Experiencing unexplained shoulder issues, Nick Tropeano was scratched from his Saturday start at PNC Park and placed on the 15-day disabled list.
The Angels moved up right-hander Jhoulys Chacin to take Tropeano's starting spot and called up right-handed reliever Deolis Guerra from triple-A Salt Lake to take the roster spot.
Tropeano used multitudes to describe what he is feeling — "irregularities," "a little discomfort," "more stiffness than anything," and "nothing really serious." He also acknowledged the source of those feelings is undiagnosed, and speculated it could be tendinitis.
"We don't know what it is," the 25-year-old right-hander said.
A Saturday morning MRI exam revealed no structural damage within his shoulder, both Tropeano and Angels Manager Mike Scioscia said. Tropeano said he felt fit to pitch soon. The Angels opted to make June 14 the soonest day he could pitch.
"I'd say this is more precautionary, putting me on the DL," Tropeano said. "I just needed a couple days. Obviously, we couldn't afford it."
Tropeano said with "100%" certainty he will be ready to pitch when he is eligible to be activated.
"I feel good right now," he said. "I feel like I can throw. I just gotta play it by ear and listen to the trainers."
Tropeano threw his standard bullpen session between starts Wednesday with the tightness already noticeable.
"I thought maybe it's one of those valleys that we go through as pitchers," he said. "And then the stiffness was there. It wasn't something I wanted to push. So, we thought, as a team, that it would be better to be on the precautionary side of things."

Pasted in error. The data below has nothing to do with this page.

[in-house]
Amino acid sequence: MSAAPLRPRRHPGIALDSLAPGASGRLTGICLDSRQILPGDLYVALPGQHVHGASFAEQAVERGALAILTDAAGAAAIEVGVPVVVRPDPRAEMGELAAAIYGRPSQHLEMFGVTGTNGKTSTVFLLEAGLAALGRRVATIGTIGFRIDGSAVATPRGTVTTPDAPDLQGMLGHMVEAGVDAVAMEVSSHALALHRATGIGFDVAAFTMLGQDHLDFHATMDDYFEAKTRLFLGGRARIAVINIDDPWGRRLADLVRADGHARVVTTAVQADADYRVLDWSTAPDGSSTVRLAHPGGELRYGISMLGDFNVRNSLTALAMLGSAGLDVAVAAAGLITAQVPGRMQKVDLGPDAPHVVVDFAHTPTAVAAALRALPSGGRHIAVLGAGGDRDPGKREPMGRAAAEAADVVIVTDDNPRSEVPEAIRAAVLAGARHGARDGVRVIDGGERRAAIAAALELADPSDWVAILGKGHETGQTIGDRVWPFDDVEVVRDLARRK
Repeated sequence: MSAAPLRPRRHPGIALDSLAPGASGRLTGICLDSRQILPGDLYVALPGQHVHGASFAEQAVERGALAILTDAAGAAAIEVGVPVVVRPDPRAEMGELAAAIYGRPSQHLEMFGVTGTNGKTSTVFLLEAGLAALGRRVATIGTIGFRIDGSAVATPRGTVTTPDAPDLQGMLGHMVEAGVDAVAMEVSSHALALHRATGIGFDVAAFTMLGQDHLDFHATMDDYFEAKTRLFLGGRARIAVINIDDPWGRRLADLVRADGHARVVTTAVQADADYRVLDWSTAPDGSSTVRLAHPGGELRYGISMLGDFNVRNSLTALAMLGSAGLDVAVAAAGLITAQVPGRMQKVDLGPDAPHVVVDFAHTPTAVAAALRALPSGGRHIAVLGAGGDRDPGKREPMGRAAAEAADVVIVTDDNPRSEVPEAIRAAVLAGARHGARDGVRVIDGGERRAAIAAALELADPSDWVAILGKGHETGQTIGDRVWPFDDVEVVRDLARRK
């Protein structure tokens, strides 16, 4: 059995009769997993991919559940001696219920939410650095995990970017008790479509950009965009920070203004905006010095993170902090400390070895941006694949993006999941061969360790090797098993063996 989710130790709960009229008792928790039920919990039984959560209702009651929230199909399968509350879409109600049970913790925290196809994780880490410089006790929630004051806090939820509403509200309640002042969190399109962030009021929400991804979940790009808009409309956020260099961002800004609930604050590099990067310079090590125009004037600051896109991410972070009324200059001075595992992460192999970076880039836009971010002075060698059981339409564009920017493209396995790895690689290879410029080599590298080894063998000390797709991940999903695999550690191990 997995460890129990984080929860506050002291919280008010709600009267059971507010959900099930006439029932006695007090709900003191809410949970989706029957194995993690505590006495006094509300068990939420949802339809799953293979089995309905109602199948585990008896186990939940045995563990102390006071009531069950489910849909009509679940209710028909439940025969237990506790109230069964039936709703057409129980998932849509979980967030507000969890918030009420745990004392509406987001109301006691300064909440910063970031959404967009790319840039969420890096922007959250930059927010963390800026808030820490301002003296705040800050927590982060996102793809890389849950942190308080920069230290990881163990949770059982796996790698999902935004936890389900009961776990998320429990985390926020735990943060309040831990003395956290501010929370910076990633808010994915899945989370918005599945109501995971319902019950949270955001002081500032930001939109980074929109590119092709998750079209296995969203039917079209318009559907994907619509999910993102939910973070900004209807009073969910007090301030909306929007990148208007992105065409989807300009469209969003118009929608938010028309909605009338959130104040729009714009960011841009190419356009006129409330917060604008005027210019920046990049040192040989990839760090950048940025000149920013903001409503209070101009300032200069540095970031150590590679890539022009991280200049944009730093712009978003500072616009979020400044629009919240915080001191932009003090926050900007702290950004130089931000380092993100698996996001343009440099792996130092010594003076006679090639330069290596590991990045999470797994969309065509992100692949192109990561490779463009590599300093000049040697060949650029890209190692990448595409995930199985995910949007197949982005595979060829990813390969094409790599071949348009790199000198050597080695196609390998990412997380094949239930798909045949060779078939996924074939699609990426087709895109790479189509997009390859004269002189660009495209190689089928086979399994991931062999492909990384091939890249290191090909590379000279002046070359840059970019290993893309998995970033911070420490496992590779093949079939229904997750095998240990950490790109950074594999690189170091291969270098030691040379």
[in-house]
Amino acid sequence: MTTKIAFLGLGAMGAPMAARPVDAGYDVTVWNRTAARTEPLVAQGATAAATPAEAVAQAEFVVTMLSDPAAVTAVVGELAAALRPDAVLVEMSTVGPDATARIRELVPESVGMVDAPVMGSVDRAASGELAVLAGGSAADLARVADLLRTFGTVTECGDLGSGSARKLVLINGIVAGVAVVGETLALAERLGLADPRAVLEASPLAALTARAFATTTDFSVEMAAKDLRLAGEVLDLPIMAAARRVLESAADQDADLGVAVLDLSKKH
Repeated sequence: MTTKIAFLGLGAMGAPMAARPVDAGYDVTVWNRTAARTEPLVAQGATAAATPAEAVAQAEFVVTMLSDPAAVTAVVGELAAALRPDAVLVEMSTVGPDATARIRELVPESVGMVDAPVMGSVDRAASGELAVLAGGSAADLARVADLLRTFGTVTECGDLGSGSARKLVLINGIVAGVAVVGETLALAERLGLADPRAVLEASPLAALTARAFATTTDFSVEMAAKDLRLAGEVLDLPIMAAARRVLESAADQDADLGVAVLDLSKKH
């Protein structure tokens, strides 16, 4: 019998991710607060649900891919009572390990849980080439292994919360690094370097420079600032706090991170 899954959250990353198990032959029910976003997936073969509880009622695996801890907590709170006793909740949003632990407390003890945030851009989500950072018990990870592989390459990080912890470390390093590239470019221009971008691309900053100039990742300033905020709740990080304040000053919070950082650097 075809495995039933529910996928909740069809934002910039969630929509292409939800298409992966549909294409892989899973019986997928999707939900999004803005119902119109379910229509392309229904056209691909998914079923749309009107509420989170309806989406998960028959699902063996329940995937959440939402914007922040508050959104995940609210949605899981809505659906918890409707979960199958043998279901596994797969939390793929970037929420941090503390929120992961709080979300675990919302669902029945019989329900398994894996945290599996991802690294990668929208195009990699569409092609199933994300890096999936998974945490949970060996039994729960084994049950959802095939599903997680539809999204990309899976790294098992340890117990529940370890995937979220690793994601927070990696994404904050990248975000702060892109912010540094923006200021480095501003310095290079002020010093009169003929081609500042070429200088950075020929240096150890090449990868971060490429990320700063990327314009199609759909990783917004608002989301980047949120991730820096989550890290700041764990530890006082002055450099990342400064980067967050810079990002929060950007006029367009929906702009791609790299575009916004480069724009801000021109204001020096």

Through 10 starts, Tropeano's earned-run average stood at a superb 3.25. Although he has a propensity to walk batters, he had been a pleasant surprise. Now, he joined four Angels starting pitchers already sidelined because of arm injuries: right-hander Garrett Richards and left-handers Andrew Heaney, C.J. Wilson, and Tyler Skaggs.
The Angels will need a starting pitcher Tuesday in New York and do not have an obvious option within their organization. Tim Lincecum, on track to start that day for triple-A Salt Lake, is not a possibility, Scioscia said.
Scioscia floated the idea of a bullpen game, which the team tried unsuccessfully earlier this season.
Scioscia said the report he received from Lincecum's first triple-A start Thursday noted that the 31-year-old right-hander hit 93 mph with his fastball. Lincecum touched 91 mph once during his first start in extended spring training. Assistant hitting coach Paul Sorrento said he will cede No. 55 to Lincecum when he arrives in the majors. … Back in his home state of Pennsylvania, Scioscia reflected on his childhood dream of playing outside linebacker for Penn State. But, as a 190-pound high-school senior, he ran the 40-yard dash in 5.1 seconds, too slow to be considered.